Investigation on the Formation Mechanism of Double-Layer Vertically Aligned Carbon Nanotube Arrays via Single-Step Chemical Vapour Deposition
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The mechanism for the formation of double-layer vertically aligned carbon nanotube arrays (VACNTs) through single-step CVD growth is investigated. The evolution of the structures and defect concentration of the VACNTs are tracked by scanning electron microscopy (SEM) and Raman spectroscopy. During the growth, the catalyst particles are stayed constantly on the substrate. The precipitation of the second CNT layer happens at around 30 min as proved by SEM. During the growth of the first layer, catalyst nanoparticles are deactivated with the accumulation of amorphous carbon coatings on their surfaces, which leads to the termination of the growth of the first layer CNTs. Then, the catalyst particles are reactivated by the hydrogen in the gas flow, leading to the precipitation of the second CNT layer. The growth of the second CNT layer lifts the amorphous carbon coatings on catalyst particles and substrates. The release of mechanical energy by CNTs provides big enough energy to lift up amorphous carbon flakes on catalyst particles and substrates which finally stay at the interfaces of the two layers simulated by finite element analysis. This study sheds light on the termination mechanism of CNTs during CVD process.
KeywordsSynthesis Vertically aligned carbon nanotube arrays CVD Double-layer
Carbon nanotubes (CNTs) have been widely investigated since the report by Iijima in 1991 , due to their unique structures and superior properties [2, 3, 4, 5, 6]. The practical application of CNTs depends on the development of synthesis approaches. Most CNT production, which is mainly unorganized CNTs and has limited properties, is currently mainly utilized in bulk composite materials and thin films. In contrast, organized CNT architectures, such as horizontally aligned CNT arrays [7, 8, 9, 10, 11, 12, 13, 14] and vertically aligned CNT (VACNT) arrays, have superior properties which promise new functionalities and applications [15, 16]. In a VACNT array, all the CNTs are perpendicular to the surface and aligned very well, forming a forest-like structure. Due to their unique structures, VACNTs have been suggested for applications in energy-absorbing, thermal management, highly specular absorbing, electromagnetic shielding coatings, super strong fibres, novel nano-composites, desalination membranes, and high-performance electrodes [17, 18, 19, 20, 21, 22, 23, 24, 25, 26, 27, 28].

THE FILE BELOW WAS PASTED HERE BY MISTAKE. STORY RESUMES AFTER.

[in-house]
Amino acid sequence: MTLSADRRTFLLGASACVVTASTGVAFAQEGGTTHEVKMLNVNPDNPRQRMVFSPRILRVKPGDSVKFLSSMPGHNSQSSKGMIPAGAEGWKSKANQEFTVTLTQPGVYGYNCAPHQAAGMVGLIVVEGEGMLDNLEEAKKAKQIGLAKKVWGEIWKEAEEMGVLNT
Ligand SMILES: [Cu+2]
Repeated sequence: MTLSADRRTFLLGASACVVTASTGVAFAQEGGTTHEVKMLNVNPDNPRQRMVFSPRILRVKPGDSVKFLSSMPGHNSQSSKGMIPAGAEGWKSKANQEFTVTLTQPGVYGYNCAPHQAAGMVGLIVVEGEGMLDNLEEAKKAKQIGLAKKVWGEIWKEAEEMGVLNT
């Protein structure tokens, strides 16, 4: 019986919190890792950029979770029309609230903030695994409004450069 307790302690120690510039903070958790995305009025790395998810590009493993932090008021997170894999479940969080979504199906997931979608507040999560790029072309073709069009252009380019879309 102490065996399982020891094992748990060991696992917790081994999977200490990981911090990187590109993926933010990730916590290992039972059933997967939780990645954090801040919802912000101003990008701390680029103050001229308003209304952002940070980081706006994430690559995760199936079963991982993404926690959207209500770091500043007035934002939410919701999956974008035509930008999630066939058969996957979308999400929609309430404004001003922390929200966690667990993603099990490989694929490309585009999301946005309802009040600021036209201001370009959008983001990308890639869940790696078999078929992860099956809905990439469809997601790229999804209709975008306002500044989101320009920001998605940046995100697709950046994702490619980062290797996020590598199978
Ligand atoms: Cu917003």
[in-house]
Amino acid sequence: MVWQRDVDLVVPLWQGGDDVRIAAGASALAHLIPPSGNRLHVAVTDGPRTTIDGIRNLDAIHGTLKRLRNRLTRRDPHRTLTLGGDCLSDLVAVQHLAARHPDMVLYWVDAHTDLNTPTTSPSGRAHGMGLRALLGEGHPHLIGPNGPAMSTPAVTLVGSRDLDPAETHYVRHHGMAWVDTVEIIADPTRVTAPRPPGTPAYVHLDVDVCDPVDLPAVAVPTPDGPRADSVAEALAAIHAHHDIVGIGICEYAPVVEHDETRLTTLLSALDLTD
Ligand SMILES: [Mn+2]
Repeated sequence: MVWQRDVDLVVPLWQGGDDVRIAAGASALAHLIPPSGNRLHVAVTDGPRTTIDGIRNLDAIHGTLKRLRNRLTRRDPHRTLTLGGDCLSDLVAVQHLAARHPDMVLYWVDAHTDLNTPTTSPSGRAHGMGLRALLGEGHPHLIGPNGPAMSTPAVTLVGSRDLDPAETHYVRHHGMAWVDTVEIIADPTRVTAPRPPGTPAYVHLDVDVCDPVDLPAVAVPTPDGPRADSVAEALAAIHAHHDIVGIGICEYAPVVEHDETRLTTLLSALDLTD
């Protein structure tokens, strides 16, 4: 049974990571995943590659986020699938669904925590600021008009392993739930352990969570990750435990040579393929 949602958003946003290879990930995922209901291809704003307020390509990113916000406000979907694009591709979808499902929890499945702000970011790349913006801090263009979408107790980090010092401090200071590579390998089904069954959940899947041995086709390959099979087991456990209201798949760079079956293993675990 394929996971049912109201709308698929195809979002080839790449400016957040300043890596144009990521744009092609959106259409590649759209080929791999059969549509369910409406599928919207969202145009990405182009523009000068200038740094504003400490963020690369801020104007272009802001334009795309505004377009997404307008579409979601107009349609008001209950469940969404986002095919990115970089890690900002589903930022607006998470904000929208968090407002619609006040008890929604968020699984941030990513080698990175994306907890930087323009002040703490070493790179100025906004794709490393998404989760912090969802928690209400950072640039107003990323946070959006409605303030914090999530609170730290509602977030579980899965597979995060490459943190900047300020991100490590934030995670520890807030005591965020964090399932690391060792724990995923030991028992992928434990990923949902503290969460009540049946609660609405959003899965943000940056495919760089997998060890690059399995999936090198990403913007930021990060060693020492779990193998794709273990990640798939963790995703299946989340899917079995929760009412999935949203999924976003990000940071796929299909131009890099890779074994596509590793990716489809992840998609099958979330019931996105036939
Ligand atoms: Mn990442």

The main technique to grow VACNTs is chemical vapour deposition (CVD). CVD is considered as the most advantageous method for the synthesis of VACNTs due to the fact that the growth condition can be easily controlled, and the CVD process can be integrated into the standard lithographic methods, which is suitable for chip fabrication. Typically, the CNTs in a VACNT array, if using a predeposited metal film as the catalysts, are continuous from the bottom to the top. However, the growth of multilayer VACNTs, in which the CNTs are not continuous, has also been reported [18, 29, 30]. Stacked multiple layers of VACNTs formed through multistep CVD processes were reported by Ajayan et al. . Multilayer aligned CNTs were also synthesized by Martine et al. using an aerosol-assisted catalytic CVD process .
Multilayer VACNTs have diverse applications such as acting as composite reinforcements, p-n junctions for electronic devices, and allowing the fabrication of complex multilayer nanotube structures . However, for practical applications, single-step CVD methods, which are simple and cost effectively compared to multisteps, are preferred. Zhang et al. reported the growth of double-layered VACNT arrays via single-step CVD method . Although it was proposed that the growth of the double-layered VACNTs by single-step CVD should originate from the deactivation and reactivation of the catalysts, experimental evidence and better understanding on the mechanism are still lacked.
This work systematically investigated the evolution of the structure of VACNTs with the growth duration and proposed the mechanism for the formation of double-layered VACNTs through single-step CVD. There are amorphous carbon flakes between the top and the bottom CNT layers, which should be responsible for the termination of the first CNT layer. Besides, by controlling the growth parameters, the height of the bottom layer in the double-layered VACNTs can reach millimetre scale. These results shed new light on the termination of growth of CNTs and the formation mechanisms of multilayer VACNTs via single-step CVD.